6 Types of Traumatic Brain Injuries
Written by AskTheLawyers.com™ on behalf of Pius Joseph with Law Offices of Pius Joseph.
Written by AskTheLawyers.com™ on behalf of Pius Joseph, a Personal Injury attorney based in California.
Traumatic brain injuries (TBIs) can take a myriad of forms and can arise in a variety of ways. Whenever there is a possibility that the head has suffered a blow or jarring movement, it’s important to seek medical care, even if the symptoms appear to be minor or nonexistent. Brain injuries are often referred to as “invisible injuries” due to the unfortunate fact that unless there is outward bleeding, they can be hard to detect, even in emergency rooms. If you recognize changes in behavior, mood, cognitive ability, or other worrying symptoms in yourself or someone else following a potential head injury, seek medical care as soon as possible to be assessed for an existing TBI and to begin the journey toward recovery.
6 types of traumatic brain injuries include:
- Contusion: This type of brain injury typically occurs as a result of bleeding on the brain sustained by a direct impact to the head. Contusions are not uncommon in car accidents, sports injuries, and more.
- Coup-contrecoup: This type of brain injury occurs when the head is hit with such force that there is a contusion at the site of the impact as well as on the direct opposite side of the brain when it slams into the wall of the skull. These injuries can occur in a variety of situations, but they are commonly recognized after being rear-ended.
- Diffuse axonal: This type of brain injury typically occurs when the head is shaken; a common example includes shaken baby syndrome.
- Penetration injury: This type of brain injury occurs when an object penetrates the brain; for example, if a motorcyclist crashes without a helmet and a piece of debris in the environment penetrates their skull.
- Anoxia: This type of brain injury occurs when the brain does not receive any oxygen; this injury can result from severe electrical shocks, near drowning, and even as a reaction to anesthesia.
- Hypoxic: This type of brain injury occurs when the brain does not receive enough oxygen; hypoxia injuries may occur during the birth process when a C-section is delayed, but may also occur as the result of strong pain medications that inhibit breathing.
Whenever a brain injury occurs due to the negligent or intentional conduct of one or more parties, it may be possible to file a claim.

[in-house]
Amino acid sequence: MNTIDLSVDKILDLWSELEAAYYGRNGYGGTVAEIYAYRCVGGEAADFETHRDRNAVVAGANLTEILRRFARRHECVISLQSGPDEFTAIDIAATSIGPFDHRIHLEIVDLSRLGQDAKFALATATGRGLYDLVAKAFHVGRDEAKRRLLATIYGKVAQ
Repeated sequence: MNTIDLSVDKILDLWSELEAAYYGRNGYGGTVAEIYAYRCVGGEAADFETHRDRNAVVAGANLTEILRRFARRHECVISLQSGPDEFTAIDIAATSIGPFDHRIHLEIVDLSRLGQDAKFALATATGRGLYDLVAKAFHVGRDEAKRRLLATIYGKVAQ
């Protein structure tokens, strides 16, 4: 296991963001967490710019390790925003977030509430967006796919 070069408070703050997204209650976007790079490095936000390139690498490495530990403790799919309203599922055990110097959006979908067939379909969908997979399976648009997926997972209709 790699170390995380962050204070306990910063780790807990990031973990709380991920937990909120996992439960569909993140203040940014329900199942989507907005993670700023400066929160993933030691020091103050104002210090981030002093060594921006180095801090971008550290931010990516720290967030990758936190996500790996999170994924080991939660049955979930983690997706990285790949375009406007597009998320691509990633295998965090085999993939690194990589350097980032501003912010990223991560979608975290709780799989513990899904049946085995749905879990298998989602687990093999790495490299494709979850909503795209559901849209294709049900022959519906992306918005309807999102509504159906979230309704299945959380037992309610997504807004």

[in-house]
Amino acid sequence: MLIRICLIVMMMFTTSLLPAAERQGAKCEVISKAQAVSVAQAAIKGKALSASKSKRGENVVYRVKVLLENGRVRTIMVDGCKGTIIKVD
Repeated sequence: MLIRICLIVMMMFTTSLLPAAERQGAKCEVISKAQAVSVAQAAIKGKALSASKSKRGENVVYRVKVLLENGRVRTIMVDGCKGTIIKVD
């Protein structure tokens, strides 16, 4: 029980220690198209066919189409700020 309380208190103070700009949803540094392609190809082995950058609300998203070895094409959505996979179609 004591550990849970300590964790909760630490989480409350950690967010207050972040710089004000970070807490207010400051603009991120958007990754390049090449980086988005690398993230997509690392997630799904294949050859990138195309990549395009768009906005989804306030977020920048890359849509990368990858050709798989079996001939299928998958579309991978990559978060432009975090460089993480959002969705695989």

Brain injuries can be one of the most life-altering experiences a person can go through; not only do these injuries affect the victim and their ability to function daily and work as they did prior to their injury, but it affects the victim’s family and friends as well. Whenever a brain injury could have been prevented with a reasonable attention to safety by one or more parties, it may be possible to file a TBI claim to pursue compensation for the resulting damages, from medical bills and lost wages to pain and suffering and life care expenses. Common causes of brain injuries in which one or more parties might have been negligent include car accidents, workplace injuries, birth injuries, and more. Brain injuries may also occur due to intentional conduct, such as assault, in which case the perpetrator may be considered both civilly liable as well as criminally guilty.
If you suspect your brain injury or that of a loved one occurred due to negligence or intentional conduct, it’s important to reach out to a brain injury lawyer as soon as possible; not only do these attorneys typically offer free consultations and work on contingency, they can also help to identify liable parties, unique damages, collect evidence, and ensure the claim is filed prior to the expiration of the statute of limitations, or deadline after which the injured party is no longer eligible to pursue compensation for their injury. If you suspect that you or a loved one might have suffered a brain injury, seek medical care as soon as possible to not only document the injury but to begin the journey toward physical recovery as well.
To learn more about the types of traumatic brain injury, or for help investigating your claim or that of a loved one, reach out to an experienced TBI attorney in your area.